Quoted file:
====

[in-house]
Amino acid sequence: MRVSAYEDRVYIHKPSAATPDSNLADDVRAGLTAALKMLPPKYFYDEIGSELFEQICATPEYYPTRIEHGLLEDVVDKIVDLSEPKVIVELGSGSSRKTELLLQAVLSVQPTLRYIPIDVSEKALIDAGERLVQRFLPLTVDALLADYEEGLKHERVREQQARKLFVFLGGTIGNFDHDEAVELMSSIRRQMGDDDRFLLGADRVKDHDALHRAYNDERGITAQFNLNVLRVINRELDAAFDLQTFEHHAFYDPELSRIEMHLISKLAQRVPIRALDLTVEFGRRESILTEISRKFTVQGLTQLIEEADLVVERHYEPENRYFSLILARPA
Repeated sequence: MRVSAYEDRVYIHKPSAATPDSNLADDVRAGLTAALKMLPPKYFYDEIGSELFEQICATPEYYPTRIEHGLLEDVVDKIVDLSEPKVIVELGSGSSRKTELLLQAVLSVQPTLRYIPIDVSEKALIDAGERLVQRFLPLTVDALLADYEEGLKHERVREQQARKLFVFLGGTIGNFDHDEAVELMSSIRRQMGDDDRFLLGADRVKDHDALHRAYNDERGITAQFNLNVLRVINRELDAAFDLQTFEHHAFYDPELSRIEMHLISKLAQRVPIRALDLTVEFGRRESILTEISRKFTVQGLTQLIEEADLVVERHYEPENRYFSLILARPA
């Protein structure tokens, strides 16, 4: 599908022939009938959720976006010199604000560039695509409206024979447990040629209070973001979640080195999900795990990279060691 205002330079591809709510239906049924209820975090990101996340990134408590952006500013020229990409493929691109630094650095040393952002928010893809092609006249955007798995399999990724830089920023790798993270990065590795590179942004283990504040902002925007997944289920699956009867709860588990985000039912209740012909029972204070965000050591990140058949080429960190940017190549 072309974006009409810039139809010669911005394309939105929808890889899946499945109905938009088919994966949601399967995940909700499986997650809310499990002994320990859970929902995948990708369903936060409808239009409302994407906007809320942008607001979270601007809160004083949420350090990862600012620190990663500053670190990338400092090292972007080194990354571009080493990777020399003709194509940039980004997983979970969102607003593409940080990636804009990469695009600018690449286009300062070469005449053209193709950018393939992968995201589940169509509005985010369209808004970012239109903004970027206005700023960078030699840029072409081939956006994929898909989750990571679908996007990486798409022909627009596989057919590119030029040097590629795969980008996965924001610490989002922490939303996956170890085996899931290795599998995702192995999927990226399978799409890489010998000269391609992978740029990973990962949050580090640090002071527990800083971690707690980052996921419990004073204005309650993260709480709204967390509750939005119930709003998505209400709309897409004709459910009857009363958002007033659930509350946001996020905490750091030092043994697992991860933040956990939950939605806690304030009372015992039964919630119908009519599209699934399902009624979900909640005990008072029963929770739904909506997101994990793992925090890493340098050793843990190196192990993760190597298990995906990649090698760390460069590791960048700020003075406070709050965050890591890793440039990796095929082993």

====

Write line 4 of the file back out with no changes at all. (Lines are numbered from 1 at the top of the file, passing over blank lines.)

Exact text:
């Protein structure tokens, strides 16, 4: 599908022939009938959720976006010199604000560039695509409206024979447990040629209070973001979640080195999900795990990279060691 205002330079591809709510239906049924209820975090990101996340990134408590952006500013020229990409493929691109630094650095040393952002928010893809092609006249955007798995399999990724830089920023790798993270990065590795590179942004283990504040902002925007997944289920699956009867709860588990985000039912209740012909029972204070965000050591990140058949080429960190940017190549 072309974006009409810039139809010669911005394309939105929808890889899946499945109905938009088919994966949601399967995940909700499986997650809310499990002994320990859970929902995948990708369903936060409808239009409302994407906007809320942008607001979270601007809160004083949420350090990862600012620190990663500053670190990338400092090292972007080194990354571009080493990777020399003709194509940039980004997983979970969102607003593409940080990636804009990469695009600018690449286009300062070469005449053209193709950018393939992968995201589940169509509005985010369209808004970012239109903004970027206005700023960078030699840029072409081939956006994929898909989750990571679908996007990486798409022909627009596989057919590119030029040097590629795969980008996965924001610490989002922490939303996956170890085996899931290795599998995702192995999927990226399978799409890489010998000269391609992978740029990973990962949050580090640090002071527990800083971690707690980052996921419990004073204005309650993260709480709204967390509750939005119930709003998505209400709309897409004709459910009857009363958002007033659930509350946001996020905490750091030092043994697992991860933040956990939950939605806690304030009372015992039964919630119908009519599209699934399902009624979900909640005990008072029963929770739904909506997101994990793992925090890493340098050793843990190196192990993760190597298990995906990649090698760390460069590791960048700020003075406070709050965050890591890793440039990796095929082993």